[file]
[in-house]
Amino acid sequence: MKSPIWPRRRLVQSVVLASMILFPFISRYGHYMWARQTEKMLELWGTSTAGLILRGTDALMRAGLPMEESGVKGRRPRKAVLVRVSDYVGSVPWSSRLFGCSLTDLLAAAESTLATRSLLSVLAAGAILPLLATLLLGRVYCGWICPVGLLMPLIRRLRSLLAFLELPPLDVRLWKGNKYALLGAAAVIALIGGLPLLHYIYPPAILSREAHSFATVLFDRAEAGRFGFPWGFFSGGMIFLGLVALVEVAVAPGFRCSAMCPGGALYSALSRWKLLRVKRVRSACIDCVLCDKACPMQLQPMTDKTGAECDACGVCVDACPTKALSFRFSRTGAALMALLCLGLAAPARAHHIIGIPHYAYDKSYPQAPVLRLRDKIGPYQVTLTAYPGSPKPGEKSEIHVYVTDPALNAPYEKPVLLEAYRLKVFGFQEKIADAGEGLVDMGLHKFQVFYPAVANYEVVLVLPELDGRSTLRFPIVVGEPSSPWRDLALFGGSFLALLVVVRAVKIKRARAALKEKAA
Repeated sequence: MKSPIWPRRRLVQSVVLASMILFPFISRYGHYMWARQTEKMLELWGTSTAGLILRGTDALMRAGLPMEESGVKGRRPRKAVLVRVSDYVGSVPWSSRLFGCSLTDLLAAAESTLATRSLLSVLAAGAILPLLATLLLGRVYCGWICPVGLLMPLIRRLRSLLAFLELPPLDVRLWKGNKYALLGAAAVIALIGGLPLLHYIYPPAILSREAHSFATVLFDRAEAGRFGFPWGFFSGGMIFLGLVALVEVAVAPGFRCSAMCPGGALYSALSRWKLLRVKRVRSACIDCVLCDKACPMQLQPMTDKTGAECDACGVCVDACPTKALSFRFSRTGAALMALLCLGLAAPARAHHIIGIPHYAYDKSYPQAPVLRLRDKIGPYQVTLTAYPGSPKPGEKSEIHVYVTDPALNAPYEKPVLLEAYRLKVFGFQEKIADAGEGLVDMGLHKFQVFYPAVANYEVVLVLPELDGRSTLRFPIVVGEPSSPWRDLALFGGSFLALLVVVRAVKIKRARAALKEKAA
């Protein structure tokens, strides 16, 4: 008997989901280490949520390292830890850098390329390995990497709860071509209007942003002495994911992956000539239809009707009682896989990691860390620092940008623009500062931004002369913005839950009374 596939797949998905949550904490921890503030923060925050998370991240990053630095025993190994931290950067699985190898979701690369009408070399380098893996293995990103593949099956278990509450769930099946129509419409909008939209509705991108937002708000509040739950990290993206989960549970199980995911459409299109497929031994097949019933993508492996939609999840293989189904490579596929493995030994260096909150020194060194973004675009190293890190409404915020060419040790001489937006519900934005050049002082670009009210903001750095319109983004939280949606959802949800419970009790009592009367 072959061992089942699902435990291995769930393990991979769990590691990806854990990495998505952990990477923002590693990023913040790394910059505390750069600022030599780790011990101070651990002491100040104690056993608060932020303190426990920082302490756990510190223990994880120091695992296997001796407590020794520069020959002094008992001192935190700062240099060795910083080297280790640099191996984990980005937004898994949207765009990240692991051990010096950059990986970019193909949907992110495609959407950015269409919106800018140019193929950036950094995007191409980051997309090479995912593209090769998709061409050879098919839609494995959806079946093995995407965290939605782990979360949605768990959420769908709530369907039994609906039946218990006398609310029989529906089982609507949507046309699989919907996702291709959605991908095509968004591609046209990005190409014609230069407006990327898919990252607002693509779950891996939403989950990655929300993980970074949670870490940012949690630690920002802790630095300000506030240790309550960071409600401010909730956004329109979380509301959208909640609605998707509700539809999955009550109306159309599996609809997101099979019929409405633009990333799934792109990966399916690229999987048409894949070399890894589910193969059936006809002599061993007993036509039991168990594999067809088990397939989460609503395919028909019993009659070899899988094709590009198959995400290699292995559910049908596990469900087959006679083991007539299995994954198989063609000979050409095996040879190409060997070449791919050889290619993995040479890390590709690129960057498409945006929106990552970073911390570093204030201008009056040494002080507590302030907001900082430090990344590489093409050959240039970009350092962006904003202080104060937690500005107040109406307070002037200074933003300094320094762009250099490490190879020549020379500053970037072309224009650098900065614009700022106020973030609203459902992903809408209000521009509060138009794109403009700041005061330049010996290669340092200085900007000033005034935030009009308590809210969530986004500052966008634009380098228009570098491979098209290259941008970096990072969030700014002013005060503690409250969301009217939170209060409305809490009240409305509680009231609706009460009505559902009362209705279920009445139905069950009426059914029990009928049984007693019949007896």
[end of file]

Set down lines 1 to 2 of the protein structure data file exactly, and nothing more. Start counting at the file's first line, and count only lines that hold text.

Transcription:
[in-house]
Amino acid sequence: MKSPIWPRRRLVQSVVLASMILFPFISRYGHYMWARQTEKMLELWGTSTAGLILRGTDALMRAGLPMEESGVKGRRPRKAVLVRVSDYVGSVPWSSRLFGCSLTDLLAAAESTLATRSLLSVLAAGAILPLLATLLLGRVYCGWICPVGLLMPLIRRLRSLLAFLELPPLDVRLWKGNKYALLGAAAVIALIGGLPLLHYIYPPAILSREAHSFATVLFDRAEAGRFGFPWGFFSGGMIFLGLVALVEVAVAPGFRCSAMCPGGALYSALSRWKLLRVKRVRSACIDCVLCDKACPMQLQPMTDKTGAECDACGVCVDACPTKALSFRFSRTGAALMALLCLGLAAPARAHHIIGIPHYAYDKSYPQAPVLRLRDKIGPYQVTLTAYPGSPKPGEKSEIHVYVTDPALNAPYEKPVLLEAYRLKVFGFQEKIADAGEGLVDMGLHKFQVFYPAVANYEVVLVLPELDGRSTLRFPIVVGEPSSPWRDLALFGGSFLALLVVVRAVKIKRARAALKEKAA